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March 18, 1942

Dear Folks,

These days are pretty sad as far as letter writing is concerned, though I can’t say anything too cheerful. For some unaccountable reason I checked for my solo after only three instruction periods, whereas some of the boys with considerably more flying experience ar e getting up to eight hours or so, and since the amount of instruction one gets between one’s solo and one’s twenty hour check is apparently about the same for everyone, I am put at a disadvantage except for being further along. I’d prefer to have more hours in back of me. My check flight, incidentally, was awful. Last week we got back from Lee Field around 7:15 P.M., which gave us no exra time at all since study hour is from 8:00 P.M., right after supper, until 9:30, still not long enough for me to do navigation problems, and taps at 9:45. My week-end consisted of seeing part of a movie Sat. night, sleeping and writing part of a letter Sunday morning, flying in the afternoon and trying vainly to do an “impossible” navigation problem before bedtime.

This week is a little better since we fly in the morning and get through ground school at 5:45. Last week lunch was about 11:30 and supper at 7:15. Now they are at about 2:15 and any time after 6:00 respectively. Next week will be back on the other schedule, which has too three fores instead of three hours of ground school. For the last two weeks navigation has been tough because of the apparent need for speed with accuracy which is fine if one can attain it, not so good if one can’t, and so far I can’t. That’s a two-hour course. The other two hours last week were radio code and radio procedure (code in code—a new language—NADX V A7Q AR, etc.—very dry). This week procedure is finished up.

The flying schedule is as follows: There are three hour and a half periods each morning and each afternoon, and one usually flies two of these, one day two solos and the next an instruction period and a solo period, etc., the remaining period being spent in trying to get in some radio code (3 hrs. a week on one’s own required) or standing watch. We are supposed to get occasional rainy days off, but this morning was very rainy, and when we started for the field, morale was not at a high point. It’s fair to say that it cleared in time for afternoon flying, but all we got was a couple of special lectures and a radio quiz. This week-end approaching, an alternate one with no ground school Saturday, should be more cheerful since Don Watson is throwing a party in town with his bride to be, Rosita Richmond, a former girl of Phil’s—more or less, and there will be two consecutive afternoons and evenings off. Unfortuantely Phil doesn’t get off when I do—just what I got last time.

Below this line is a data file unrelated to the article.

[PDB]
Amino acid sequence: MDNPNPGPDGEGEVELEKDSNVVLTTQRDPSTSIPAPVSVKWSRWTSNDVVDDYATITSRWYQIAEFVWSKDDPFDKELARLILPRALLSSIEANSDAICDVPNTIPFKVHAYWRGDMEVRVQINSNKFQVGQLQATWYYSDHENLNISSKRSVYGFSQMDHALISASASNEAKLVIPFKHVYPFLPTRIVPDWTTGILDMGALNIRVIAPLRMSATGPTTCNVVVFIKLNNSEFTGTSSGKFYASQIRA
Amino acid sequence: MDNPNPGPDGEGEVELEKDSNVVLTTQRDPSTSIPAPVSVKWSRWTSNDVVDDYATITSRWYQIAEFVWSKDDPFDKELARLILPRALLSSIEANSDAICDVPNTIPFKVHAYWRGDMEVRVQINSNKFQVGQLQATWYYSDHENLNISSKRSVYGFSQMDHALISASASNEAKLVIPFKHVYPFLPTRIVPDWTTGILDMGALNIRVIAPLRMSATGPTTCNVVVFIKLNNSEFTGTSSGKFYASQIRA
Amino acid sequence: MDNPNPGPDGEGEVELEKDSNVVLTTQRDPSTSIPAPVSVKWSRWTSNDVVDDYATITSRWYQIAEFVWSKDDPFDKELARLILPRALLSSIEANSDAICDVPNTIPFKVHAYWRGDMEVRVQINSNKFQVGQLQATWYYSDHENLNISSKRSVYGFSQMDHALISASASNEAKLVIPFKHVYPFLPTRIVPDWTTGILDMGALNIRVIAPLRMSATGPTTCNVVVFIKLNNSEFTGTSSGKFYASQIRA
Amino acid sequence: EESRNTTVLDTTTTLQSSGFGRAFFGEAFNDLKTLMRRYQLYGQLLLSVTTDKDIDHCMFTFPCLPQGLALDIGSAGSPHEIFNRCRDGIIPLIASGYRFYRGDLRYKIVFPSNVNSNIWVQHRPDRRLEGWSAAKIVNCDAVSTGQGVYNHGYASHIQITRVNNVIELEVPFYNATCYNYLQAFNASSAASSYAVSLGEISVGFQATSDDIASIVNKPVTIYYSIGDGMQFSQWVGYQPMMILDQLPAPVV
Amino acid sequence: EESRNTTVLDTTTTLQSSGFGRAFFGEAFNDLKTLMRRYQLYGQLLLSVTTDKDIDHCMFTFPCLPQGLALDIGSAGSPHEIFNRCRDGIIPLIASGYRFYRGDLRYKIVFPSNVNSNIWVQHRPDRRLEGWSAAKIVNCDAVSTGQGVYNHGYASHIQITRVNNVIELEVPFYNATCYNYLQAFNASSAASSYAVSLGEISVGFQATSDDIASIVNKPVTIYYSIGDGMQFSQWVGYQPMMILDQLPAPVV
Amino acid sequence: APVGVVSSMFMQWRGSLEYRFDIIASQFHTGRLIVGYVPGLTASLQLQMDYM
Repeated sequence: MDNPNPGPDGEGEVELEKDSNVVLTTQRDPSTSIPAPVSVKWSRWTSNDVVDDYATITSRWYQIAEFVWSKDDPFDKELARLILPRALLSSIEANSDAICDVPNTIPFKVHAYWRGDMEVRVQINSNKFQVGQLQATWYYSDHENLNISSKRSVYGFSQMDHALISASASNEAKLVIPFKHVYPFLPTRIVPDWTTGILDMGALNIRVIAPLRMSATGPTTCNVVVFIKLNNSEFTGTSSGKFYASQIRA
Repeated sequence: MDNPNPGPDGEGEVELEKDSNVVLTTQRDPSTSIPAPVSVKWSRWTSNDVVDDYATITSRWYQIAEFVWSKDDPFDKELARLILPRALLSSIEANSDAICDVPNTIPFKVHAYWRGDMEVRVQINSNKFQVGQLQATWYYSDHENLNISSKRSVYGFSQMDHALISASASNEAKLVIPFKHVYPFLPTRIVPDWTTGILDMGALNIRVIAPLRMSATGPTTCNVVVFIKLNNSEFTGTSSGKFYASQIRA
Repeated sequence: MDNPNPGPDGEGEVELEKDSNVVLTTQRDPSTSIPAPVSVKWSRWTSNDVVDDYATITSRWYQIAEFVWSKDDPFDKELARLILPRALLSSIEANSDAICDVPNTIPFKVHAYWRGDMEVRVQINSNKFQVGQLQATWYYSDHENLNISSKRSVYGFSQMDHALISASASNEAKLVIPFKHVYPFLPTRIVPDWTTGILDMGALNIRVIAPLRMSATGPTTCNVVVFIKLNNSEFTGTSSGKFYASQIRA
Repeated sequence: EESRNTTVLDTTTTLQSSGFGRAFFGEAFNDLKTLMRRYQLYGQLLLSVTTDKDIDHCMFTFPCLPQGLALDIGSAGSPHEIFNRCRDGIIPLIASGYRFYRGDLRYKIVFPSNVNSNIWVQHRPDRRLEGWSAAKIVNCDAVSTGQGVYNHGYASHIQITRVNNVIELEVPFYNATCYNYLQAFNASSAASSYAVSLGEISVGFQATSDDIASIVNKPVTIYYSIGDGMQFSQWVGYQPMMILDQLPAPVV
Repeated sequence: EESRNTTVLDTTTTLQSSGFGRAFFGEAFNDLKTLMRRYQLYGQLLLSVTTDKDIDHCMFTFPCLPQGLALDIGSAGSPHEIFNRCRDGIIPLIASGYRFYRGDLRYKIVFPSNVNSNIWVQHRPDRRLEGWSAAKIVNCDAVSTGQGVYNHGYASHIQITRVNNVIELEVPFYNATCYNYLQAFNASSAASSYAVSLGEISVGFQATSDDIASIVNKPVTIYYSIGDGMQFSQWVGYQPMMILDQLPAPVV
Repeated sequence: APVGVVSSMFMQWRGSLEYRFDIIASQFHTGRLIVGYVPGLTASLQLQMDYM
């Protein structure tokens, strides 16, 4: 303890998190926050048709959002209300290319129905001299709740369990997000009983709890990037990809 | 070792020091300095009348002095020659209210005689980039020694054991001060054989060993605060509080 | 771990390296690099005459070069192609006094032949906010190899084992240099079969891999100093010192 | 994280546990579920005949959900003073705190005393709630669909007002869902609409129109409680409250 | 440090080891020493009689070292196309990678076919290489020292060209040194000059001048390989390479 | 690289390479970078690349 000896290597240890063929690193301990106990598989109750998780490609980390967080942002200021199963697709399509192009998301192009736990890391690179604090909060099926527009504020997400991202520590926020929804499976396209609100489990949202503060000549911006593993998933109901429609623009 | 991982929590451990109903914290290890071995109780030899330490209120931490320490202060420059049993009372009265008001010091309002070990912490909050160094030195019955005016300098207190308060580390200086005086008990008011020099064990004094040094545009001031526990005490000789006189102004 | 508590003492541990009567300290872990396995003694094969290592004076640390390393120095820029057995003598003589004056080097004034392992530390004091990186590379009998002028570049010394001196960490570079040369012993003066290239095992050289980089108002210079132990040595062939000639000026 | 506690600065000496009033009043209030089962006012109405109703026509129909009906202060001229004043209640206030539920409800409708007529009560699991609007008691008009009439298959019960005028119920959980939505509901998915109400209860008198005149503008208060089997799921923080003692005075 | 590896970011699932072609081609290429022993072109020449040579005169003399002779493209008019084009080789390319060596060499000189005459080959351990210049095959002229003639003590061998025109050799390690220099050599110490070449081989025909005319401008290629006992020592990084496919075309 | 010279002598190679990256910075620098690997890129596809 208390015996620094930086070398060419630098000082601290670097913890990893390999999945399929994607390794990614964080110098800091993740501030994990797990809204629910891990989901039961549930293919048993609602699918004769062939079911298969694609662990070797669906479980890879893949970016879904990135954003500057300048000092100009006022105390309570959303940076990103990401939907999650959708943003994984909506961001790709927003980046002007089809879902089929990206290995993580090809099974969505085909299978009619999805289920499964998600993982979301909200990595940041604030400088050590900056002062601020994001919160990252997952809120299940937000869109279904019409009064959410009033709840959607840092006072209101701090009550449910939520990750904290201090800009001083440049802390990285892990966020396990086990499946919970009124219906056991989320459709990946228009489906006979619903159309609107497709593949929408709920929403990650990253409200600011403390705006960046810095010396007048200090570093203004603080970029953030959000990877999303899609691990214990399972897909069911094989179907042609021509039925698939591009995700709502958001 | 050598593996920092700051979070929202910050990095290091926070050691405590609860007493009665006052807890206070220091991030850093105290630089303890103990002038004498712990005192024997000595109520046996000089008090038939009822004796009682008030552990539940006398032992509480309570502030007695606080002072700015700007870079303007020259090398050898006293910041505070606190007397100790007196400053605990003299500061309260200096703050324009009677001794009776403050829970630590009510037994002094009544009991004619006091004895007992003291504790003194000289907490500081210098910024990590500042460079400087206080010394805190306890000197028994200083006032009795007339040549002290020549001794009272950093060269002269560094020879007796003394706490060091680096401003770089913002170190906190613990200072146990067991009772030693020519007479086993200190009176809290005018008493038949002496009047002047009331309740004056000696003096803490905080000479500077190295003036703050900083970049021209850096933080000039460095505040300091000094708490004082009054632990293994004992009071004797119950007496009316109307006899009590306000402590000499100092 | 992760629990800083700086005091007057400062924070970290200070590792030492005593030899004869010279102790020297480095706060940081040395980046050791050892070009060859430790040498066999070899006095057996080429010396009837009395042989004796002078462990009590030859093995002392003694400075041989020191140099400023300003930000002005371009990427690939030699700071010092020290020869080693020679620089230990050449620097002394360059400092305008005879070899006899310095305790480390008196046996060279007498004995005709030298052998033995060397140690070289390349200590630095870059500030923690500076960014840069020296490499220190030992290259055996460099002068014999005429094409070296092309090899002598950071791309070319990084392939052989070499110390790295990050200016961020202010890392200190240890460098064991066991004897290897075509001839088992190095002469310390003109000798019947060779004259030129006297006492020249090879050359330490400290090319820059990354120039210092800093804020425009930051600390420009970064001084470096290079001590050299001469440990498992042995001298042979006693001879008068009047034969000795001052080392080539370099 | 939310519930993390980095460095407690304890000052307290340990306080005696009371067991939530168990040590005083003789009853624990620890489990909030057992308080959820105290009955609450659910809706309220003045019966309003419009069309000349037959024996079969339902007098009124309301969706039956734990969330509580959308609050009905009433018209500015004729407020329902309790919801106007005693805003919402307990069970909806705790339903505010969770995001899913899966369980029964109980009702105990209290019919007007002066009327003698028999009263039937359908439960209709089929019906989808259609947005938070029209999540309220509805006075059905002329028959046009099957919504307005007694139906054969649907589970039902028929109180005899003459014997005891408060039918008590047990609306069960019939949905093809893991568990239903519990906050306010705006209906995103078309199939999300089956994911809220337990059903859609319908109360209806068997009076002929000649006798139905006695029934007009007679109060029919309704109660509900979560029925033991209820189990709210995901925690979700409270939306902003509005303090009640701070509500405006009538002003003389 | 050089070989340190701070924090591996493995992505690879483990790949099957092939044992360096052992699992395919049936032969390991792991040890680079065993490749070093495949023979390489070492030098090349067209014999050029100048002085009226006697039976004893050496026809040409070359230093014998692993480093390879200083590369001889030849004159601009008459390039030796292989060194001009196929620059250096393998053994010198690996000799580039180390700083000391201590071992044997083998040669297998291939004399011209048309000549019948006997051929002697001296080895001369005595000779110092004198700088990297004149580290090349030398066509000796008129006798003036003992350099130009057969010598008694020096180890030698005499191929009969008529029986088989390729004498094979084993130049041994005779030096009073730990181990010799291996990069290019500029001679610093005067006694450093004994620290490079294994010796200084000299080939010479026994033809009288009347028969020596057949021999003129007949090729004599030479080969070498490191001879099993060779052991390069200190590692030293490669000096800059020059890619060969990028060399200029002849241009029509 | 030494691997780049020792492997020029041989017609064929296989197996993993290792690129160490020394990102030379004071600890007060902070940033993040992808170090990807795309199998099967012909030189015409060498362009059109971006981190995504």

From the air Florida looks rather more interesting than from the ground. In general around here there is practically no relief and very poor drainage. There is a higher percentage of forest here than even in Groton, but it is mostly not of high quality. Red gum, cypress, and tupelo occupy the swampiest places, along river bottoms and creeks. Live oaks, magnolias, etc., often border these on the drier sides. Badly-burned or scarred from naval stores operations the pines, similar in appearance and habit to our pitch pines, cover by far the greatest areas and themselves often grow in swamps too. On the drier sites fires, mostly incendiary, burn on every dry day. The only open land is around towns and buildings except for marshes. Farms are rare.

Already we have had hot weather, but nothing compared with what we will get. According to the Weather Bureau records, in the World Almanac, the average monthly temperature ranges from 55 in January to 82 in July, these of course including night and day. Boston’s for the same extremes average 28 and 72 respectively. Another comparison is in the precipitation, the extremes here being 2.0 in November and 7.4 in September, and in Boston being 2.9 in June and 3.6 in Jan., March and Aug. We shall get a very hot and rainy period beginning in May, if averages prove anything.

Time for navigation.

Distribute pictures as you see fit. After all they cost $3.00 unless I ever do get more Squantum pictures (lost guy’s name). Thank Jo and Ben for letters—quite a coincidence.

Love to All


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